To reduce global concerns about itchy nuclear trigger fingers, Trump and Putin should issue a joint statement reaffirming the 1985 statement by Reagan and Mikhail Gorbachev that “a nuclear war cannot be won and must never be fought.”

Preventing the spread of nuclear weapons to additional states through diplomacy must also remain a central plank of U.S. strategy. That includes sustaining the Iran deal and developing options to build on the agreement. Negotiations for a follow-on agreement or a regional approach to expand some of the restrictions in the deal with Iran would strengthen regional and international nonproliferation barriers.

Washington also needs to rethink and retool its failed strategy on North Korea. Pursing a pressure-heavy approach that is not balanced by sustained diplomatic outreach will only feed North Korea’s justification that augmenting its nuclear arsenal is necessary for the security of the regime. Diplomacy has worked in the past to halt North Korea’s nuclear progress and can work again. Entering into talks without preconditions and examining what the United States can put on the table in return for North Korean nuclear concessions—such as rolling back joint military exercises with South Korea, offering security assurances, or providing limited sanctions relief—stands the best chance of halting North Korea’s advancing capabilities.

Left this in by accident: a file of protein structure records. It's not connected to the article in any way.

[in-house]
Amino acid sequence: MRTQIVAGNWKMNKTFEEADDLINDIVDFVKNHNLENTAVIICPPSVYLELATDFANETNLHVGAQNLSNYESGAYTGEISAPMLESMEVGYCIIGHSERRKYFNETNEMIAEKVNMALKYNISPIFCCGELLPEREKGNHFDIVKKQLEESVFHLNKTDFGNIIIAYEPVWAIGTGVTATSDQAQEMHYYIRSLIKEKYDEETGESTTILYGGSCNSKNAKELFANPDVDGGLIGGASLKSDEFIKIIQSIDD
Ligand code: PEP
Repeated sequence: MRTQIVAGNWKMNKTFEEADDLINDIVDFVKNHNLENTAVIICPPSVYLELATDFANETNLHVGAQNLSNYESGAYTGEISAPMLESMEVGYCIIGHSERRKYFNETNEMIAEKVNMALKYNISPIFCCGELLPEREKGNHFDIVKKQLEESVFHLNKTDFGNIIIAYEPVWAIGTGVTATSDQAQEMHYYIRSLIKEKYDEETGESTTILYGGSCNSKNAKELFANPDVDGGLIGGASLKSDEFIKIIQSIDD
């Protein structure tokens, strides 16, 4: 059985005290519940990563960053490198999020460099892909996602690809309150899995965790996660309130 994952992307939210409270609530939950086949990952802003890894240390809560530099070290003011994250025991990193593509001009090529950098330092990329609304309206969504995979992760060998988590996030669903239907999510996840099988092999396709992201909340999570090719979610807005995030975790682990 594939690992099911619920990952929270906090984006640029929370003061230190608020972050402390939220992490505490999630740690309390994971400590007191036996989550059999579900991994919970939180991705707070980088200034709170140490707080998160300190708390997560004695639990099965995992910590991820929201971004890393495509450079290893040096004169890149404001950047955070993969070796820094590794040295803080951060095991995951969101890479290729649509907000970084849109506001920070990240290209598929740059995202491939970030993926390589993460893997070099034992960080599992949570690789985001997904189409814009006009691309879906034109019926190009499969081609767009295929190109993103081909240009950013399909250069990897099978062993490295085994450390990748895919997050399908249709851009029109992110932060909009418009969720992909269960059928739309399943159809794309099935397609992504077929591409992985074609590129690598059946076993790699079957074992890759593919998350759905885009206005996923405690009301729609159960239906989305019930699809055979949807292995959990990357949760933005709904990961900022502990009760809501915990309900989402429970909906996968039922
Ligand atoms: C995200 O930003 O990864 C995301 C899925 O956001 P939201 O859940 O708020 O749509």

Finally, the president must recommit to the vital task of alliance management. Buttressing reassurance in the face of the growing North Korean nuclear threat and a more assertive Russia would be hard enough without contradictory messages about U.S. commitment to its allies and the administration’s policy for dealing with key nuclear challenges. The administration must recognize that the concerns of allies cannot be ameliorated by placing greater emphasis on nuclear threats and weapons and instead emphasize stepped-up dialogue, intelligence gathering, and, as appropriate, conventional military preparedness.

 The Trump administration’s nuclear policy is still being formulated, but a number of early indicators are cause for deep concern. U.S. diplomatic and political leadership, backed by military might, has been essential to reducing global nuclear weapons risks and stemming proliferation. While the existing network of agreements has been far from perfect, it has served U.S. security well. Walking away from effective measures to reduce the nuclear threat would be the height of folly and put us all at greater risk.


Kingston Reif is the Director for Disarmament and Threat Reduction Policy at the Arms Control Association, where Kelsey Davenport is the Director for Nonproliferation Policy. You can follow them on Twitter @KingstonAReif and @KelseyDav.

 Image: CTBTO via Wikimedia Commons